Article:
In the Media

Hunter on The Author Stories Podcast

In his podcasts, Hank Garner digs deep to understand and share “the story behind the stories, and the storytellers.” He talked with Georgia about her inspiration and her process. “Happy New Year 2018! To kick off the new year, I have an interview with the incredible Georgia Hunter. In this show we talk about the incredible true story that inspired her book We Were The Lucky Ones, her creative process, research, the power of story, and much more.” Read more and listen to podcast.

A Q&A on Historical Fiction for Read it Forward

Georgia Hunter (We Were the Lucky Ones) and Jillian Cantor (The Lost Letter) share their insights on the intricacies of writing historical fiction:

One of my absolute favorite genres to read is historical fiction. I loved being transported to a different time and place and I enjoy combining learning something new with falling in love with fictional characters. But I have often wondered if the rigidity of having to maintain historical accuracy impinges on an author’s creativity as they write. I asked two of my favorite historical fiction authors, Jillian Cantor and Georgia Hunter, to spill the details… –Read it Forward


Hunter for Lit Hub: Learning from the Past is Our Moral Imperative

What My Grandfather’s Displacement Taught Me About the Refugee Crisis

The images are far too familiar—the photos and videos of families pressed shoulder to shoulder in boats at double or triple the vessels’ capacity, desperate to flee the violence, oppression, and starvation in their home countries. Thousands, we’re told, perish during their attempts to escape. A lucky few make it to a safe haven. Millions are stuck—“warehoused,” I’ve learned, is the technical term—in bleak refugee camps, facing waits of unknown duration for a chance to start a new life somewhere, anywhere, safe and welcoming. Many wait their entire lives without getting that chance…–Georgia Hunter for Lit Hub

4 Tips on Writing Historical Fiction for Signature

“I thought hard about penning my book as nonfiction–I’d done all of the research; the facts were there–but in the end I decided I wanted the story to feel immersive, visceral. I wanted it to read like a novel, not a history book. Whether creating your own work of historical fiction or simply curious about what it takes to do so, here are a few things I learned along the way about blending fact with fiction.” –You Weren’t There? So What: 4 Tips on Writing Historical Fiction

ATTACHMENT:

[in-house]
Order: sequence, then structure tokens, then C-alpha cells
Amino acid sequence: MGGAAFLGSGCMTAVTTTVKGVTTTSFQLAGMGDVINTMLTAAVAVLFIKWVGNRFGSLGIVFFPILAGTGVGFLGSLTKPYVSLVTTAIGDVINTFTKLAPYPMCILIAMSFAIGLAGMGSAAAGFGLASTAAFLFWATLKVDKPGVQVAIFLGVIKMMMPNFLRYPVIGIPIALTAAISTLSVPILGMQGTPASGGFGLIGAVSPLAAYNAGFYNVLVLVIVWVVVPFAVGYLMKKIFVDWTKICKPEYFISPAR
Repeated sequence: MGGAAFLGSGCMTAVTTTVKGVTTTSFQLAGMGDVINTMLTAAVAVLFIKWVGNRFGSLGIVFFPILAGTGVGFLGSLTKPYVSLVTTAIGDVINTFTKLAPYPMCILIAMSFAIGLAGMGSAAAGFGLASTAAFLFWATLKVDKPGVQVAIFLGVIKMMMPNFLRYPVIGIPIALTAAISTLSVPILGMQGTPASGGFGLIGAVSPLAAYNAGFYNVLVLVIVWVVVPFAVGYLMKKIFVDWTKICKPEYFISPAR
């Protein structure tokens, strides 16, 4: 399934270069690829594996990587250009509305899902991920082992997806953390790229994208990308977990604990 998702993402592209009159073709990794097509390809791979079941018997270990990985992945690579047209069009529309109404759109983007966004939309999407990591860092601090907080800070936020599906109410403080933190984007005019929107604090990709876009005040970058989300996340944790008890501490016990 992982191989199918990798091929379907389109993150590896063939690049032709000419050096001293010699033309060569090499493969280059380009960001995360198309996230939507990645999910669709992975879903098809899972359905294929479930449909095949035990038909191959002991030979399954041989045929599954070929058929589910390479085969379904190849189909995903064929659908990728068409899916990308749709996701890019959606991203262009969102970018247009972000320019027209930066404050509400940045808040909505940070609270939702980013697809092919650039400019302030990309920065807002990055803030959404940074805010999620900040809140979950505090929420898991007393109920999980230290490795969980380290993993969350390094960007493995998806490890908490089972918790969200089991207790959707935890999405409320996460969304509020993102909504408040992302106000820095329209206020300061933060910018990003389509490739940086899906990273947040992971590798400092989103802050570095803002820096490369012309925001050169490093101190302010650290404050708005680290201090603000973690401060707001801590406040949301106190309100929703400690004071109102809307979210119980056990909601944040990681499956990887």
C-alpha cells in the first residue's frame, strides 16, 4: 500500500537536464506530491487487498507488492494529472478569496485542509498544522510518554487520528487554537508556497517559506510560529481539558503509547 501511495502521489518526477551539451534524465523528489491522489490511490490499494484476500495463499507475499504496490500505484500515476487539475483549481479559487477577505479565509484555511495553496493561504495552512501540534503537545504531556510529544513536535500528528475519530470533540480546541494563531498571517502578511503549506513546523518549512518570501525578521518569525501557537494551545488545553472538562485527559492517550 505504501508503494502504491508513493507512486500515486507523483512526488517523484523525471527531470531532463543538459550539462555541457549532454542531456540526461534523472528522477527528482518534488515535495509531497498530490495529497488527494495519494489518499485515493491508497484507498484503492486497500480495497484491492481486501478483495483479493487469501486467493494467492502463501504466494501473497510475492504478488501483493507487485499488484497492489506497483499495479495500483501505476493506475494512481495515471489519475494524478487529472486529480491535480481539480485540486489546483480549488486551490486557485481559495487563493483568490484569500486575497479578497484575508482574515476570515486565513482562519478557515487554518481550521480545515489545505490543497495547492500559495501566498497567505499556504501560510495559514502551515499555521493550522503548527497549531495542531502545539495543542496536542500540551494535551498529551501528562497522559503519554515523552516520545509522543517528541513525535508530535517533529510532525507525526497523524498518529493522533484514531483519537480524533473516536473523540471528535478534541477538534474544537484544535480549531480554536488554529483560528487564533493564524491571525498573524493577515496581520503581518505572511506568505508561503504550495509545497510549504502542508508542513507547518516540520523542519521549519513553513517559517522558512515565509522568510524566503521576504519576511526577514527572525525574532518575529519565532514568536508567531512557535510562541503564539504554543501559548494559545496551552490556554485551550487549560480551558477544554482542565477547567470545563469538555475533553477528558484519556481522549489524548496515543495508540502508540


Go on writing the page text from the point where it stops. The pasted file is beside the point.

Doing the Right Thing, Then & Now

“Maybe it’s the foreboding sense of uncertainty in the current political climate, or maybe it’s the countless hours in the last decade I’ve spent thinking about what it means to be a refugee…whatever the reason, I’m haunted now not only by what the Kurcs endured, but by the fact that around the world today, hundreds of thousands of refugees are, as my family once was, in desperate need of safety, of a place to call home.” –Gransnet (UK)

Hunter Contributes to the Jewish Book Council’s Visiting Scribe Series

Hidden in a Stash of Old Letters, a Grandfather I Never Knew

“Nine years ago on a rainy day in January, I sat down with a binder full of condolence letters my mother had saved after my grandfather died. I remember the day well, as I had circled it on my calendar as the one on which I would officially commit to unearthing and recording my family history…” [read more]

Chapter One, Revisited

“As authors often do, I spent months laboring over the opening for my book. Since many of the Kurcs lost touch with one other during the war, I knew each chapter would need to be told from a different relative’s perspective. I also knew I wanted Chapter One to be told through my grandfather’s eyes, and that it would be set in a jazz club in pre-war Paris—my grandfather was my link to the family story, and one of his best-known lifelong attributes was his passion for music…” [read more]

A Q&A with Foyles (UK)

“I left Radom understanding why my great-grandparents had decided to raise a family there – the city was quaint, liveable; I appreciated its understated, small-town vibe. But I couldn’t help but also feel the presence of the 30,000 Jews who had once inhabited the city (a community that was reduced to fewer than 300 by war’s end), who had enjoyed it for what it was before their lives were turned upside down.”  Foyles


We Were the Lucky Ones Picks Up Momentum, at Home and Abroad

The fun began in early October, when Viking organized a media lunch in my honor, inviting literary editors from places like The New York Times Book Review, Publisher’s Weekly, Glamour, Vogue, O, Family Circle, Redbook, and the Jewish Book Council to a private event…